At least 1,000 people have been killed and more than a dozen injured in an earthquake in Afghanistan

KABUL, June 22 (Reuters) – The death toll from Wednesday’s earthquake in Afghanistan has touched 1,000, with more than 600 injured and disaster management officials expected to be augmented by drops of information from remote mountain villages.

Houses collapsed to the ground and bodies in blankets lay on the ground 6.1 magnitude earthquakeThe photos were shown in the Afghan media.

Photographs show an unknown number of people trapped under the rubble and in the countryside. Health and aid workers said rescue efforts were hampered by rain, landslides and difficult conditions in mountainous areas where many villages were inaccessible.

Sign up now for unlimited free access to Reuters.com

“Many more are buried under the ground. Rescue teams from the Islamic Emirates are trying to evacuate the dead and wounded with the help of local people,” said a health worker at one of Bhaktika’s main hospitals. He did not want to be named because he did not have the authority to speak to the media.

A rescue operation will prove a major test for the hardline Islamic Taliban officials who seized the country last August after two decades of war and were cut off from international aid due to sanctions. The Taliban-led Ministry of Defense is carrying out rescue operations.

The United Nations has said it will establish medical health committees and provide medical supplies, but in Afghanistan it lacks search and rescue capabilities.

Interior Ministry official Salahuddin Ayubi said the death toll was likely to rise as “some villages are in remote areas in the mountains, so it will take some time to gather details”.

See also  Manchester City beat Atletico Madrid in the Champions League

Terrible earthquake in 20 years

Wednesday’s quake was the worst in Afghanistan since 2002. The US Geological Survey (USGS) said it struck about 44 km (27 miles) off the southeast coast of Pakistan.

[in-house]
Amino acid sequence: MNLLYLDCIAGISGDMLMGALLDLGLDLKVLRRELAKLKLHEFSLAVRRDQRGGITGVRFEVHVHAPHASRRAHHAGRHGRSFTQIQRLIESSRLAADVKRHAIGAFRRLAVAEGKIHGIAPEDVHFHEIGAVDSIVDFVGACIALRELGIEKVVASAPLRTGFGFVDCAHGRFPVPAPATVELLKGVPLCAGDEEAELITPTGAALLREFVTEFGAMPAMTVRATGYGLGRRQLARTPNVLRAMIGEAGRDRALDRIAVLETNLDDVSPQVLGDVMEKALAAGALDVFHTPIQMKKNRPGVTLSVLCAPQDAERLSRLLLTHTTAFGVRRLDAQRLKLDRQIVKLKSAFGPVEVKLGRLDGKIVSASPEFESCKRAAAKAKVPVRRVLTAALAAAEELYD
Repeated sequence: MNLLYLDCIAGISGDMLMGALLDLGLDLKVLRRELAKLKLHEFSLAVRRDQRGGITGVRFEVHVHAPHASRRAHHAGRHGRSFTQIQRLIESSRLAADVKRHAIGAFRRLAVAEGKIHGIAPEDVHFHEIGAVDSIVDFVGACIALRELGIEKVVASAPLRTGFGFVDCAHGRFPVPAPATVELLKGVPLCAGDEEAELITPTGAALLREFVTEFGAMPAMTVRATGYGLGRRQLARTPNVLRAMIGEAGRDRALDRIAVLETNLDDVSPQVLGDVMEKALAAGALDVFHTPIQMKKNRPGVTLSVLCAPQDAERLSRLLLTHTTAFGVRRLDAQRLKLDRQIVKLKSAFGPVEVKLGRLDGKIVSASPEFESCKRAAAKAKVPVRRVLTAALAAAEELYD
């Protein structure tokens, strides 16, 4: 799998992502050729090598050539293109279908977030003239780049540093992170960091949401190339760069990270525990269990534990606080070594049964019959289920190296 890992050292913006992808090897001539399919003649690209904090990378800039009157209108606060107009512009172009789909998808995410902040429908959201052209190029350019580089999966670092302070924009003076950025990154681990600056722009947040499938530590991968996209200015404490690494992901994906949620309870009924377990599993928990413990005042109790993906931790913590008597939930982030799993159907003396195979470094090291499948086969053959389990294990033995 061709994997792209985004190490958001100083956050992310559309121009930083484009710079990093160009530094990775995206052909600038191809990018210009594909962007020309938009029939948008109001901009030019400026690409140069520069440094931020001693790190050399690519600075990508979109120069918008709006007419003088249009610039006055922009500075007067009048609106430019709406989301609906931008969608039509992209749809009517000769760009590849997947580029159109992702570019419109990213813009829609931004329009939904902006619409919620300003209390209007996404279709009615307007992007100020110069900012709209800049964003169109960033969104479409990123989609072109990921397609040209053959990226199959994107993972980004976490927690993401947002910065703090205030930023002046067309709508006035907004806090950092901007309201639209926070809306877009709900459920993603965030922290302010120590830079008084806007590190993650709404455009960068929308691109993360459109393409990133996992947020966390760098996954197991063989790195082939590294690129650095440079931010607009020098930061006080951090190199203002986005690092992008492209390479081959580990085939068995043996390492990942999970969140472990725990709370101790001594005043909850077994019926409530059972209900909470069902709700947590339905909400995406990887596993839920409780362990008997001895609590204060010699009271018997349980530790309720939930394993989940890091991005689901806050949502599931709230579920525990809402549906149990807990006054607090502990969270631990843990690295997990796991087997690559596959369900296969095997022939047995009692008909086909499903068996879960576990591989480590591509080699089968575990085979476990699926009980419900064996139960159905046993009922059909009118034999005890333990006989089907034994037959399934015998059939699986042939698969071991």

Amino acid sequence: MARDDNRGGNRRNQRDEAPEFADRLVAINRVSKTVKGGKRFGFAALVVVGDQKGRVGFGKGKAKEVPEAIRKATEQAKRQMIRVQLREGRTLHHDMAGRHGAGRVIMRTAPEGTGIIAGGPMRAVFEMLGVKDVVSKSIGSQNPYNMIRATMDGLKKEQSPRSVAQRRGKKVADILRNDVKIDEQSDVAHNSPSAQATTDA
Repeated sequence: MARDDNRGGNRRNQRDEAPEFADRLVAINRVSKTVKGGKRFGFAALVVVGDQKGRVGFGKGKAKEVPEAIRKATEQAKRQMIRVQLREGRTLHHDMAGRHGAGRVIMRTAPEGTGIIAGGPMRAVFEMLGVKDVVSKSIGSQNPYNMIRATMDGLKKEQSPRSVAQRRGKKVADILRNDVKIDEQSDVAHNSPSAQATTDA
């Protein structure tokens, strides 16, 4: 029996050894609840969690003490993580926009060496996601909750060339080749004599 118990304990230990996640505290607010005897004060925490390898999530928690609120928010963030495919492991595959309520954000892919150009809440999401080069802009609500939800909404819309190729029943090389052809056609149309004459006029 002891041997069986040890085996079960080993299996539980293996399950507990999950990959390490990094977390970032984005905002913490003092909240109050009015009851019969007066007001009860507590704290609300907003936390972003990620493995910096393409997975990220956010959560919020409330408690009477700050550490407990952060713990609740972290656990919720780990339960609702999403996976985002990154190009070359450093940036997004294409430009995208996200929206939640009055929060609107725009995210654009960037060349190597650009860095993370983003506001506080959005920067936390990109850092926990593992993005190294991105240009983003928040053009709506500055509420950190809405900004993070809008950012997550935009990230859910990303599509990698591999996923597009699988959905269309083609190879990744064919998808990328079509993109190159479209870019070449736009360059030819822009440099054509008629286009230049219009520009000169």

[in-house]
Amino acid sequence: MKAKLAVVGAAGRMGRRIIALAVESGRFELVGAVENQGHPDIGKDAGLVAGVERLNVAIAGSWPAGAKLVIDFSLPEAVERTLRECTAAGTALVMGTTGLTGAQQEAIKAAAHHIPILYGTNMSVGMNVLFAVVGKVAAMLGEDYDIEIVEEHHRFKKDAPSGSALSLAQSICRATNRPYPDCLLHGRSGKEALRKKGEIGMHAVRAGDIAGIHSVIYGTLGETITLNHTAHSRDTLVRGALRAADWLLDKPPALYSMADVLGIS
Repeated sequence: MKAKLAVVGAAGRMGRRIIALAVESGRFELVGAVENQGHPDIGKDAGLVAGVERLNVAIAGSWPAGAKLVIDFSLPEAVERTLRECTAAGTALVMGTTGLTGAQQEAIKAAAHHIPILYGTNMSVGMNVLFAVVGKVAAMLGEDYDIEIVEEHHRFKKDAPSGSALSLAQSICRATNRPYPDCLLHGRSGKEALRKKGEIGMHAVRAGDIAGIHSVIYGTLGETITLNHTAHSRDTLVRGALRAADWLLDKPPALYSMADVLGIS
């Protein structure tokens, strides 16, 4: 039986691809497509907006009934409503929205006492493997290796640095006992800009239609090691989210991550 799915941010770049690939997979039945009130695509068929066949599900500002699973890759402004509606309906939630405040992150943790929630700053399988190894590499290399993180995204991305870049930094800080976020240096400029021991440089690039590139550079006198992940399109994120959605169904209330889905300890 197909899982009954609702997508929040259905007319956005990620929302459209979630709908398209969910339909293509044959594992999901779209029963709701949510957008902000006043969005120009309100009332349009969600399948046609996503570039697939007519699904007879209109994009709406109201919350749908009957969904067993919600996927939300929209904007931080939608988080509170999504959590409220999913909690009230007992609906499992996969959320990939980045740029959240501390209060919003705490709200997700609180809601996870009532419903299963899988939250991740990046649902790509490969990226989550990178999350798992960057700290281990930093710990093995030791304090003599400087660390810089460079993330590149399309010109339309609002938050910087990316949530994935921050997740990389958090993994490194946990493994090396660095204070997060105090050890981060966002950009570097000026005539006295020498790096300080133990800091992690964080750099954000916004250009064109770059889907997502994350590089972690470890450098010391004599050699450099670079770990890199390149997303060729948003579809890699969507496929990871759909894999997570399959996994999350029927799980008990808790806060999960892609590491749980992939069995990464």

The European-Mediterranean Seismological Center (EMSC) said on Twitter that about 119 million people had felt the quake in Pakistan, Afghanistan and India, but there were no immediate reports of damage or casualties in Pakistan.

The EMSC put the quake’s magnitude at 6.1, but the USGC put it at 5.9.

Disaster experts and humanitarian workers said the quake-hit poor hilly areas were particularly vulnerable, adding to the widespread devastation caused by landslides and poorly constructed houses.

“We were all sleeping at home … the room fell on us,” Gul Faraz said as he and his wife and children were being treated for injuries at a hospital in the eastern province of Baghdad. Some family members have been killed, he said.

“All the houses in our area were destroyed, not one, but the whole area.”

Most of the confirmed deaths were in Bhaktika, where 255 people were killed and more than 200 were injured, Ayubi said. In the Coast Province, 25 people died and 90 were taken to hospital.

The leader of the ruling Taliban party, Haibatullah Akundzadah, expressed his condolences in a statement.

See also  Arizona protest: Tear gas was used to disperse protesters outside the Arizona Capitol building, officials say

Adding challenge to Afghan authorities is the recent flooding in several regions, which is blocking the extension of the highway.

Afghanistan is also mired in a severe economic crisis. In response to last year’s Taliban takeover, several countries imposed sanctions on Afghanistan’s banking sector and cut billions of dollars in development aid.

However, humanitarian aid from international organizations such as the UN continued

A Foreign Ministry spokesman said the Taliban welcomed international aid. Several countries, including neighboring Pakistan and Iran, said they were sending humanitarian aid, including food and medicine.

The UN said the United Nations was fully mobilized, assessed the needs and provided initial support. Secretary-General Antonio Guterres said.

“We hope the international community will help the hundreds of families affected by this recent disaster. Now is the time for unity,” he said in a statement.

Large parts of South Asia are seismically active because the tectonic plate known as the Indian plate pushes north into the Eurasian plate. read more

In 2015, an earthquake shook northeastern Afghanistan, killing several hundred people in Afghanistan and nearby northern Pakistan.

Sign up now for unlimited free access to Reuters.com

Report by Mohammad Yunus Yawar in Kabul and Zibran Ahmed in Peshawar; Additional report by Kabul Newsroom, Shubham Galia in Bangalore, Alastair Paul in Delhi and Michelle Nichols at the United Nations; Written by Charlotte Greenfield and Zibran Peshimam; Editing by Lisa Schumacher and Rosalpa O’Brien

Our standards: Thomson Reuters Trust Principles.

Leave a Reply

Your email address will not be published.